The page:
By ROBYN GIANNINI
The University Underground, a phrase perhaps foreign to underclassmen but well-remembered by senior students, was once a legendary hang-out for students providing coffee and evening entertainment and activities in the basement of Lee Hall before it closed in Spring 2006.
After undergoing renovations this summer, the Underground will reopen in Fall 2009.
“The Underground was a nice small venue that hosted anything from Rocky Horror Screenings to bands to a poetry slam,” said alumnus Clifford Hamaker, ‘08. “When they weren’t hosting an event, then it was a quieter atmosphere filled with chatting and coffee.”
Senior Alyssa Lee stated that she went to the underground at least once a week, describing the atmosphere of the Underground as “very relaxed.”
“The darker lighting helped give it a very small lounge-type feel,” she said.
Senior Katie Robinson also commented on the versatility of the events and activates that were offered by the former University Underground.
“I went to a gay film festival when it was there, I went to Salsa Dancing, [and] I also when to Bhangra night,” Robinson said. “I loved the Underground as a venue because it was more intimate than Seaco or the Nest…it was like all of a sudden we weren’t necessarily on campus but in a dark, intimate, lounge venue with funky entertainment…it was a little beatnik.”
Alumna Emma Klemt, ‘08, who was employed at the Underground, said that she frequented the Underground often because it was, “a good place to hang out and just chill.”
“It was also much cheaper than the Nest for a cup of coffee or some snacks,” Klemt said. “It was also much quieter than most dorms, and not as boring as the library. Honestly, I got more work done there than I did anywhere else, because it was a great place to have a study group.”
Steven Thomas, the assistant director in charge of the plans for the new Underground, hopes to capture the same sort of essence and purpose the old Underground served on the Mary Washington campus. The UMW website describes the plans for the new Underground as, “a lively venue offering food and beverage service and a place to relax or socialize” and “a gathering place for students in the evening with regularly scheduled entertainment and activities.”
Thomas said the new Underground will have five-to -even nights of weekly programming, which will include things such as acoustic acts, small bands, and comics. Thomas also said that Cheap Seats has signed on to host a movie in the Underground every Wednesday night.
When questioned how the new Underground will differ from the former Underground, Thomas described the change as “a facelift.”
“From what I understand the stage has moved positions, and now there’s actually food in there; it used to be more of a coffee shop,” he said.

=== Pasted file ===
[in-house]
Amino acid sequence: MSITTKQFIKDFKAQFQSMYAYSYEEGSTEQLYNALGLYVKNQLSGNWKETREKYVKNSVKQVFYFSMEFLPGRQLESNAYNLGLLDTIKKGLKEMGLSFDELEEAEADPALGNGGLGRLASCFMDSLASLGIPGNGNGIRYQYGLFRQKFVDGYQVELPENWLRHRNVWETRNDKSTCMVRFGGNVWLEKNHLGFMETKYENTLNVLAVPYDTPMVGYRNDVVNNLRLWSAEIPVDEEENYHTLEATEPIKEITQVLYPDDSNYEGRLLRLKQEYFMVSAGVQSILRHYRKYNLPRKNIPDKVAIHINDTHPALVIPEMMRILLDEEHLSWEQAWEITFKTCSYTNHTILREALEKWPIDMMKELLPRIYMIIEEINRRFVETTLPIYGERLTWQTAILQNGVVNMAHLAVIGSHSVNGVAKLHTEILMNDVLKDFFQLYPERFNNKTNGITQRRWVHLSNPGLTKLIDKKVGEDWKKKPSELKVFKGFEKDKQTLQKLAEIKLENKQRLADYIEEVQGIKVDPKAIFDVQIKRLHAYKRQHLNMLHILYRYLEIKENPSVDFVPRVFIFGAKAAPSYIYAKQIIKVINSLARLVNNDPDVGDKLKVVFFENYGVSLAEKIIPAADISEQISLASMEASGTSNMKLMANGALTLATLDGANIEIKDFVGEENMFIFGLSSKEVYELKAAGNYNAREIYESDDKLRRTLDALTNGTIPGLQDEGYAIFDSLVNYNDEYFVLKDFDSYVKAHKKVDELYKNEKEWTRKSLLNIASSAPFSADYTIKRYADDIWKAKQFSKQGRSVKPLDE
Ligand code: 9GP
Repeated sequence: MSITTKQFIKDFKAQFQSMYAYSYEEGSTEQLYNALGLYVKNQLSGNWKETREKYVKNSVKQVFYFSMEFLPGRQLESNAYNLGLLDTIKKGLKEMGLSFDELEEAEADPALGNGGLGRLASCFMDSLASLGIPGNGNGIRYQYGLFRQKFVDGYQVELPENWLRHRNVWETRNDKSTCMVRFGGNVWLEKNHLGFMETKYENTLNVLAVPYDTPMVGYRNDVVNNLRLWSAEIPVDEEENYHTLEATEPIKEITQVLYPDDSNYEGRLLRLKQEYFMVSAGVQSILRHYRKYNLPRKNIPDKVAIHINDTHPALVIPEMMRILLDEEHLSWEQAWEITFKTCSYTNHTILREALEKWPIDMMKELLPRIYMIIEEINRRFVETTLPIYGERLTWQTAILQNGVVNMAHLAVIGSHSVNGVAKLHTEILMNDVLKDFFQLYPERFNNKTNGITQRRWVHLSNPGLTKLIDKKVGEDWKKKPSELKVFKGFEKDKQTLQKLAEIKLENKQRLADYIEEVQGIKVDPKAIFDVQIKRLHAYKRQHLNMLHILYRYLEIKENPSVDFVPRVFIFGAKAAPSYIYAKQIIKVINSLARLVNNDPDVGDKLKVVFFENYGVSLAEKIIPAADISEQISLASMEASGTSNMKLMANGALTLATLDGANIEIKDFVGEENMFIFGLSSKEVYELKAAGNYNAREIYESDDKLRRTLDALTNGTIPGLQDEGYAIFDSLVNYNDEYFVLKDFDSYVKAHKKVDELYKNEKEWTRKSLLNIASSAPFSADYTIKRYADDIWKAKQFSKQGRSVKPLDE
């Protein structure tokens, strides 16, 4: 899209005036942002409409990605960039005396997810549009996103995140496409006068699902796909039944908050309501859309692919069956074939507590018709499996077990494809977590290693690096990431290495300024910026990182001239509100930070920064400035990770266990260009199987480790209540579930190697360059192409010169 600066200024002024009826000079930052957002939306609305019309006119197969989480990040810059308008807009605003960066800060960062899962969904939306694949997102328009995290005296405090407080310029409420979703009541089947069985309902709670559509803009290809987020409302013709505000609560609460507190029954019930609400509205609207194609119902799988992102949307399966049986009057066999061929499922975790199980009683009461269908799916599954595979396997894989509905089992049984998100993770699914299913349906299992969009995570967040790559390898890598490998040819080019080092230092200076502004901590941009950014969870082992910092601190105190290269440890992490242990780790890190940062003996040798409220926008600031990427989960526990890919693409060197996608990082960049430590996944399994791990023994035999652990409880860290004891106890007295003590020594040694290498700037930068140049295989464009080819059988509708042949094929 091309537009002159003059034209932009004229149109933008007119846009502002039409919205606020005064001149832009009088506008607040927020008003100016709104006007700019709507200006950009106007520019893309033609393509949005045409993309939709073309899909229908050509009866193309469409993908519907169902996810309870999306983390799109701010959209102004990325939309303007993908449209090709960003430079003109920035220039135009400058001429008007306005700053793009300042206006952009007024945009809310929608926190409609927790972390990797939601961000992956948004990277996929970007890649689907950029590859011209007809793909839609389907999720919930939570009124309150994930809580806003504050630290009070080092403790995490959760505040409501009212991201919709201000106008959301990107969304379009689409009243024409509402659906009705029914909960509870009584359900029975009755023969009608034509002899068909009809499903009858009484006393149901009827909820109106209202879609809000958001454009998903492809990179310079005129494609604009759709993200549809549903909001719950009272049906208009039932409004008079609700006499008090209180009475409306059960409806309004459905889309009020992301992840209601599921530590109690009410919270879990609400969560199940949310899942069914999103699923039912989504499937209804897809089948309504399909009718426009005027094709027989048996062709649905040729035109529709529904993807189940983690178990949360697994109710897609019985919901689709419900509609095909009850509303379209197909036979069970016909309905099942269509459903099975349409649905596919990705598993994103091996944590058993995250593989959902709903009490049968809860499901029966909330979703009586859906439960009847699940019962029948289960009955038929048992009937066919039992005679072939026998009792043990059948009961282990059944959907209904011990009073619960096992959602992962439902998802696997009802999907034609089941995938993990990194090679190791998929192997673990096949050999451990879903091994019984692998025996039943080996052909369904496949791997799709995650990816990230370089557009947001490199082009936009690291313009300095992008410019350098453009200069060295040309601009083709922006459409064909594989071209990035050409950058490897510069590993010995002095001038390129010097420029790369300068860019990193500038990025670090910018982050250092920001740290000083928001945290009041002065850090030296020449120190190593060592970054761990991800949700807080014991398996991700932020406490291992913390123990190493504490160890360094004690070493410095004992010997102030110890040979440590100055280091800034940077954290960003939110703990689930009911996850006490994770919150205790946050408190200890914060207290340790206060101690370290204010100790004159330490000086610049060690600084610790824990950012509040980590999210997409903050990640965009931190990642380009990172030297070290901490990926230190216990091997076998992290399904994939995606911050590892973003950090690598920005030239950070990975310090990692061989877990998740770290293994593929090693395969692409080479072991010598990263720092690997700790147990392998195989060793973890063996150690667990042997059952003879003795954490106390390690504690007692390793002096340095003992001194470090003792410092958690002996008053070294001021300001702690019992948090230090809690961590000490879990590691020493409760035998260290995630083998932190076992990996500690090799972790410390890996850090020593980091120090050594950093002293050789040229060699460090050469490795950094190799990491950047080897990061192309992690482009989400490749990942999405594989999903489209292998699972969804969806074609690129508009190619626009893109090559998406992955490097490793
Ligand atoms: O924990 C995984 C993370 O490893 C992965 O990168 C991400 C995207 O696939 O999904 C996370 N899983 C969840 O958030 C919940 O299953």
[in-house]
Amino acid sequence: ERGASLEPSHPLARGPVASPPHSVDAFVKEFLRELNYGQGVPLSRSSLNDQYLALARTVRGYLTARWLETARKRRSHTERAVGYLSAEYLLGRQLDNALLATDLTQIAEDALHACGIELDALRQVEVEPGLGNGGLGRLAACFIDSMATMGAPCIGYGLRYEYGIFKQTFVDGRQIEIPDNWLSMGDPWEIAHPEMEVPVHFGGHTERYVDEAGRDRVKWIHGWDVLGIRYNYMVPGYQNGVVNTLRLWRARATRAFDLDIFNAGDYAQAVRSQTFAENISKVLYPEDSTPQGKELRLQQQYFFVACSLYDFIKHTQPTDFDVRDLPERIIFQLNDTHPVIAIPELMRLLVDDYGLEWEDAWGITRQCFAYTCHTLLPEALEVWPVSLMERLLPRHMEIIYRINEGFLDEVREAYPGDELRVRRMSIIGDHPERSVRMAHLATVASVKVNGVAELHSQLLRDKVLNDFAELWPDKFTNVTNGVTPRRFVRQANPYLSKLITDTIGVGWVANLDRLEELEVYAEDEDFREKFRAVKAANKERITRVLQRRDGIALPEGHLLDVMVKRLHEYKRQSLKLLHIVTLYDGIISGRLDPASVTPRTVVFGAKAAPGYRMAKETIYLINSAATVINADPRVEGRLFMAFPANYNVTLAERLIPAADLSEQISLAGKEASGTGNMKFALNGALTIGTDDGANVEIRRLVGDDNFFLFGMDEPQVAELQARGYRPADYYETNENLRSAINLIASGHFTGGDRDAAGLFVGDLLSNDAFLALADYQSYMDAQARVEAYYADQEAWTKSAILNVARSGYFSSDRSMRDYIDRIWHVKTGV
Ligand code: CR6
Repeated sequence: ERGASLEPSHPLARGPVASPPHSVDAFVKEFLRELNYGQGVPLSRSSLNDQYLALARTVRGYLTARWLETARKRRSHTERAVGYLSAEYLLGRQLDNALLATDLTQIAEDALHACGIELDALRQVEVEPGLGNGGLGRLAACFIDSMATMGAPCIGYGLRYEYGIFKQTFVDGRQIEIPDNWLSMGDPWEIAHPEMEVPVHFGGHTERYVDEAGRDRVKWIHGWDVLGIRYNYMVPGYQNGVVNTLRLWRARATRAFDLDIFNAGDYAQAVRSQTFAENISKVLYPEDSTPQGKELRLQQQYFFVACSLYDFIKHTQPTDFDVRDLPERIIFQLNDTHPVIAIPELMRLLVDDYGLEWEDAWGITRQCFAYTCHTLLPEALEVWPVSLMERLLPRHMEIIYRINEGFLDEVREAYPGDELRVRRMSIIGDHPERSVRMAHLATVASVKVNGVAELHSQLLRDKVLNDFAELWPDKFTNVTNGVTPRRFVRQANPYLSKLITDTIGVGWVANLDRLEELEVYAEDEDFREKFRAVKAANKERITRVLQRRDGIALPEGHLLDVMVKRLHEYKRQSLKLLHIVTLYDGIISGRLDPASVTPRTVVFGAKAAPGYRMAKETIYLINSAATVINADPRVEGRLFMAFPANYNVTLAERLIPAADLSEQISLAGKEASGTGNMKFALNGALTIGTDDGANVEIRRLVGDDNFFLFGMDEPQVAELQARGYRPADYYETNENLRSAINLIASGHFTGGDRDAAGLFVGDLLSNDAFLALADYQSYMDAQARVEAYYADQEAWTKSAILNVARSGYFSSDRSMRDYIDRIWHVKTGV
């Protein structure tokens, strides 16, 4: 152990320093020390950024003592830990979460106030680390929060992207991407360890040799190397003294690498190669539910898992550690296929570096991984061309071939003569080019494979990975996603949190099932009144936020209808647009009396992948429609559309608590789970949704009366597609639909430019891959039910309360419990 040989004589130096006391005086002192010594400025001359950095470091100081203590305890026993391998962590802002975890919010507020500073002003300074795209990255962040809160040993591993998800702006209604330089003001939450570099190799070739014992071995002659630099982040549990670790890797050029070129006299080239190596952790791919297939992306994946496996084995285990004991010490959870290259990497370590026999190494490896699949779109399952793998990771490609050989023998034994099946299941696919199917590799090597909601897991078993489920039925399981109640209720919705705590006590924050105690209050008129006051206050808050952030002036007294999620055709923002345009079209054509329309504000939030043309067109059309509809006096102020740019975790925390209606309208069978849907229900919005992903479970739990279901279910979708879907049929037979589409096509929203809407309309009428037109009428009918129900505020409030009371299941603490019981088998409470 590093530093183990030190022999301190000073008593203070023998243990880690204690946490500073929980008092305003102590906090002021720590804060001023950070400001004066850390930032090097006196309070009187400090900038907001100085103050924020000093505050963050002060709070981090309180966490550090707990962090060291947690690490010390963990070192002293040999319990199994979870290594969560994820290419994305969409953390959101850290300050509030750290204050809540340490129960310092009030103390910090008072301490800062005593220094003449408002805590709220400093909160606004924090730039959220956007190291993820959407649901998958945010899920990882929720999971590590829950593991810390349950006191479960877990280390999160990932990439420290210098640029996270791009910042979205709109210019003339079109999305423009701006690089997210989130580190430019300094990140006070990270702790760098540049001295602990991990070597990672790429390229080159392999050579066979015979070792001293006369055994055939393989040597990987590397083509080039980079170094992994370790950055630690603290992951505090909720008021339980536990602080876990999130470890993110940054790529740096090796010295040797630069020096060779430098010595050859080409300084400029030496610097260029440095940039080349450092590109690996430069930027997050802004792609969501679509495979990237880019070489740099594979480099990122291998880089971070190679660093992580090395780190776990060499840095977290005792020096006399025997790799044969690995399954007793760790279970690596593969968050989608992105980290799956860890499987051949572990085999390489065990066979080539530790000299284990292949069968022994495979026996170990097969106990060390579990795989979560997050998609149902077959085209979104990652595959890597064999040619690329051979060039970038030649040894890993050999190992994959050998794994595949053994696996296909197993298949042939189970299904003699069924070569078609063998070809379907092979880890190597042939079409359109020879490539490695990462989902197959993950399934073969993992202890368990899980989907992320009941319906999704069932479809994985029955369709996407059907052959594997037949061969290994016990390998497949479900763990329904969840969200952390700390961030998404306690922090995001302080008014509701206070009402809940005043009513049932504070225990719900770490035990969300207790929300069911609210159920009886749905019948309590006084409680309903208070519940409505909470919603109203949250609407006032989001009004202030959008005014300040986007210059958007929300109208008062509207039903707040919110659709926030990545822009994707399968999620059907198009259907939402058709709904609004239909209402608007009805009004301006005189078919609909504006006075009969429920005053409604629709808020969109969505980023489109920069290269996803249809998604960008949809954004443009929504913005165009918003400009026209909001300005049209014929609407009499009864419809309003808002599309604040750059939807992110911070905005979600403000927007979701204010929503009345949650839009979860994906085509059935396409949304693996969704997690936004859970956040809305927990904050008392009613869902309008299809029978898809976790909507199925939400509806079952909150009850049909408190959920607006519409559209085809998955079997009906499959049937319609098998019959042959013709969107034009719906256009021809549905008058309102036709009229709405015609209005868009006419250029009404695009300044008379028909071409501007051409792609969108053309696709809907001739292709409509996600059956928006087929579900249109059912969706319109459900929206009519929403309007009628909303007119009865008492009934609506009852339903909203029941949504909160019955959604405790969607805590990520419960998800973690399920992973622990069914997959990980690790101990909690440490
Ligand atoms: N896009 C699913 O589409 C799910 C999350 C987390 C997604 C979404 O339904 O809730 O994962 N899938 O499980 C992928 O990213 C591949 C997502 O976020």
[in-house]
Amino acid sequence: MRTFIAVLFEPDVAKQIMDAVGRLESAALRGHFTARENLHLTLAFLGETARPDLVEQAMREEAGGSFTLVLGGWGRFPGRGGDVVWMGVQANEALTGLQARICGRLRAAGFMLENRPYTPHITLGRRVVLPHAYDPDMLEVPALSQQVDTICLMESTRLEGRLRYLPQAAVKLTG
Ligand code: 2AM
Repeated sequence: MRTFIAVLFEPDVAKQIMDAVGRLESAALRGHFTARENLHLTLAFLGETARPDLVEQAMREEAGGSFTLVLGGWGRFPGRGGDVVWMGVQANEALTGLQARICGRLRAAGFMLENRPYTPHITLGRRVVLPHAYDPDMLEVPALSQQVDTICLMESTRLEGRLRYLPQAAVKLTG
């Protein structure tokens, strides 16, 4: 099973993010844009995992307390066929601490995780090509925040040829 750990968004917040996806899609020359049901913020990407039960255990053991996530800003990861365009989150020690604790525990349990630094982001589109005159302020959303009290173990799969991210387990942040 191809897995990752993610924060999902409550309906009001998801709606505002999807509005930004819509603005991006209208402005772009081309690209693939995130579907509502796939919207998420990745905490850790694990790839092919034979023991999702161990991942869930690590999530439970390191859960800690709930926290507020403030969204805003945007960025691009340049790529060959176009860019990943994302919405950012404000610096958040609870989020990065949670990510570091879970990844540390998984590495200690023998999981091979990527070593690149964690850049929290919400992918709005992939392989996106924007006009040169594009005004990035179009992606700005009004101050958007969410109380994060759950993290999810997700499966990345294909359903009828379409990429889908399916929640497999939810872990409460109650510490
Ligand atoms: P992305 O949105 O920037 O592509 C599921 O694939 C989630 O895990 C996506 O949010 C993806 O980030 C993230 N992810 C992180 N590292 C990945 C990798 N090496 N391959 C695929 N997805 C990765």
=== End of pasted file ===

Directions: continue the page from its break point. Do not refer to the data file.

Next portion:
Thomas also said that the food will be quite different from that which is served at the nest, stating that it will be more like what one might find at a “Panini, sandwich type location.” Students will be able to spend EagleOne money to buy food and drinks.
Thomas has been able to give several students previews of the new Underground, and has recieved positive feedback.
“One senior tech told me that [in the old Underground] they had to put boards on the ground because there was a hole in the middle of the floor that would collect rain,” Thomas said. “When she saw the new building, she said, ‘wow, this is amazing, the sound equipment is better, the lighting is better, everything is a lot better than what it used to be.’”
However, some students who remember the former Underground are worried that the essential character that made the former Underground unique will be lost in the transition.
Klemt in particular is extremely skeptical of the plans for the new Underground.
“I don’t think it’s going to be the same at all,” she said. “I have a feeling that it’s going to be the same as the Nest, just in a different place.”
Other students, however, are more hopeful.
“The renovation plans sound fine…I mean, I’m all for food, beverage, and entertainment,” Robinson said. “I would just hope that the intimacy and lounge type atmosphere could be replicated. That was what made the Underground unique from the Nest or the Washroom.”
“I’m glad to hear that the Underground will be resurrected, I think the space has great potential,” she said. “The Nest and Wash Room are nice, but I feel like the Underground can provide not only another great location, but something a bit different.”
The main concern among many senior students and alumni about the quality of the transition from the old Underground to the new Underground is whether or not the new Underground will be student-run.
“I think that the fact that it was student-run was a defining characteristic of the atmosphere that the Underground offered,” Hamaker said. “The music tended to be based on the whim of your friend behind the counter. There was never a rush to get your coffee or soda. Tables and couches could be arranged and rearranged as you saw fit: to study, play cards, or practice some choreography for a class or Mr. UMW.”
Thomas is convinced that the quality of the student-run venue will not be lost, stating that the University will indeed be employing students to help manage the Underground.